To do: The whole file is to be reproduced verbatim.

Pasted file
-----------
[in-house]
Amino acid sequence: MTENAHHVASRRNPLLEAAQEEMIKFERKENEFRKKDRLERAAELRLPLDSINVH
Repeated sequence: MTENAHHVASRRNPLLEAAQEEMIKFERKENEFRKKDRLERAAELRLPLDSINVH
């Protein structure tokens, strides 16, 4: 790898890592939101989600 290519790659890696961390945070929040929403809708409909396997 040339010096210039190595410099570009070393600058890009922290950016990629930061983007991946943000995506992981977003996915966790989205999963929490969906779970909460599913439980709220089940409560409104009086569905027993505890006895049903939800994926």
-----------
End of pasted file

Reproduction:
[in-house]
Amino acid sequence: MTENAHHVASRRNPLLEAAQEEMIKFERKENEFRKKDRLERAAELRLPLDSINVH
Repeated sequence: MTENAHHVASRRNPLLEAAQEEMIKFERKENEFRKKDRLERAAELRLPLDSINVH
């Protein structure tokens, strides 16, 4: 790898890592939101989600 290519790659890696961390945070929040929403809708409909396997 040339010096210039190595410099570009070393600058890009922290950016990629930061983007991946943000995506992981977003996915966790989205999963929490969906779970909460599913439980709220089940409560409104009086569905027993505890006895049903939800994926």